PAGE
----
With a pair of Irish tours over with this year already, the band has a number of spot shows and festivals to keep them busy throughout the summer, before heading around the country again with UK outfit Palm Reader. Ireland has long been a quietly supportive country for heavy music, sustaining and nurturing a close-knit community in the process. “The Palm Reader tour kicks off in August, we know this is going to be another high-energy tour, and tickets are selling fast already. Ireland is certainly on the up-and-up for this kind of music, and as the quality, diversity of the bands and the venues continues to increase, more and more people are turning up at shows. I can’t wait to see what the scene will look like in another few years.”

In-between bouts helping reinforce the infrastructure of heavy music in the country, the band are keeping things ticking over before making big moves in the coming months, capitalising on the momentum that the band have worked diligently to build. “We’re doing a bunch of headline shows across Ireland over the next month until the end of June. In July we have Townlands Carnival and Knockanstockan Festival back to back before the Palm Reader tour kicks off in August. In between all of this we are writing away for our debut album, we won’t be sitting on this E.P. for too long. The next chapter is right around the corner.”

For more information on further dates, check out the band’s Facebook and Twitter pages. The band’s self-titled extended-player is available now across all downloading and streaming services.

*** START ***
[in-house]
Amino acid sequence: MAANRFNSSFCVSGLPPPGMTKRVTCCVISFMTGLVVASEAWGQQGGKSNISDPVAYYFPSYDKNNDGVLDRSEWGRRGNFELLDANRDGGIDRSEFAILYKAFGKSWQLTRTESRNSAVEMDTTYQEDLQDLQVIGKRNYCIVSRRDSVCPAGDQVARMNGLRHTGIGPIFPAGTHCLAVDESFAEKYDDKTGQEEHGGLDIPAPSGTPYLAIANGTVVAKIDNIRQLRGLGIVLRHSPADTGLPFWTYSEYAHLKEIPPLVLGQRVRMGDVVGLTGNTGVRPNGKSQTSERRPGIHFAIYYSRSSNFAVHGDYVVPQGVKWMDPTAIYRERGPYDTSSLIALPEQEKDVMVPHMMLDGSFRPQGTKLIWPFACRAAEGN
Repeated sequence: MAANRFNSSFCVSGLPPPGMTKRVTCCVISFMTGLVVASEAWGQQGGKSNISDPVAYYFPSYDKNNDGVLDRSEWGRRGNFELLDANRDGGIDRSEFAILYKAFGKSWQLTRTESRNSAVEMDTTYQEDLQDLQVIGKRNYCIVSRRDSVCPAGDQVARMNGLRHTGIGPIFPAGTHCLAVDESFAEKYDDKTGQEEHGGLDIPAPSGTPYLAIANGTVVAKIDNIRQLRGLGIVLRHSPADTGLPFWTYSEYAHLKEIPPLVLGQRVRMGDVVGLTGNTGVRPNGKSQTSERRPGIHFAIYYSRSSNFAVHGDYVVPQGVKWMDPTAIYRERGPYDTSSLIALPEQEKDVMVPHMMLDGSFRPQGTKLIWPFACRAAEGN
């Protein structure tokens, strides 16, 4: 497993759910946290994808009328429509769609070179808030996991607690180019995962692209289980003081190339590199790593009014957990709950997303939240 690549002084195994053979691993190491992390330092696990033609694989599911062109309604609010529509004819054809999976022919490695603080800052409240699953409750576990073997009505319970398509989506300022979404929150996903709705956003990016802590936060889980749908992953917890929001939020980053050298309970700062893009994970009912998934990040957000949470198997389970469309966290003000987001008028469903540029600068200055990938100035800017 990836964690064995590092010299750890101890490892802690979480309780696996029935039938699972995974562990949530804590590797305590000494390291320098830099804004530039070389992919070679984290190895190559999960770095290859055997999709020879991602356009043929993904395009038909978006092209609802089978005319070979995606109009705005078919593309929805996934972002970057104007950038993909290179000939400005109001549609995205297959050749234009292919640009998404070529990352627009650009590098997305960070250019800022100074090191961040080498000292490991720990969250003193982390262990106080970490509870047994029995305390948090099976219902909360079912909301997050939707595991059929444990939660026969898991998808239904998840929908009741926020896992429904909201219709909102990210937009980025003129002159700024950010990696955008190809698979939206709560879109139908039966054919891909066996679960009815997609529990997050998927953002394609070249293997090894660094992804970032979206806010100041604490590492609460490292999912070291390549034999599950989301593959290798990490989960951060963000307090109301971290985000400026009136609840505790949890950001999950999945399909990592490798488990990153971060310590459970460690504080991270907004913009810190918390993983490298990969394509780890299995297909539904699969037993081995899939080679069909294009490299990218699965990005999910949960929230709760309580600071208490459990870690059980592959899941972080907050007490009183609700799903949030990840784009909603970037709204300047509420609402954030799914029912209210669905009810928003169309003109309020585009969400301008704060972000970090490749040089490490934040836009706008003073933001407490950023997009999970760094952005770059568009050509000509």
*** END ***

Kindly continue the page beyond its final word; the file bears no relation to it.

BAILER: “We Felt There Was a Lot More Maturity”

A new self-titled E.P. with an expanded sound, some local guests and a Russian tour to support: 2018 is looking massive for BAILER. Mike McGrath-Bryan sits down with guitarist Chris Harte.

Heavy music in Cork is one of the city’s great cultural survivors by any measurement: in the face of venue turnover, cultural changes in the local gig-going crowd, and the usual pressures of maintaining niche music in Ireland. Thankfully, a sustained sense of community is a common thread between Cork’s stylistically disparate metal bands and promoters, a microcosm in itself. Among these is Chris Harte, guitarist in hardcore outfit BAILER, and a promoter of heavy music in Cork since his teens. The band’s second self-titled EP is on the way now, released this month through Sligo-based label Distro-y. Harte goes into detail on the creative and recording processes, and how they differed from previous effort ‘Shaped by the Landscape’. “The biggest thing for this EP was that we were a lot more focused and we knew what we wanted from it sonically and in terms of what kind of songs were going to be written for it. When we started writing, we felt there was a lot more maturity in the material that was coming out and this can be heard in the likes of ‘Long Gone’ and ‘Death Is A Reminder’ which are different from anything we’ve done before. ‘Shaped By The Landscape’ was a lot longer coming together, some of the songs were around for quite some time and had been played at shows before we recorded them, but this EP was fresh from the ground up so it felt good to go into the studio with a whole batch of new songs and it felt really fresh for us.”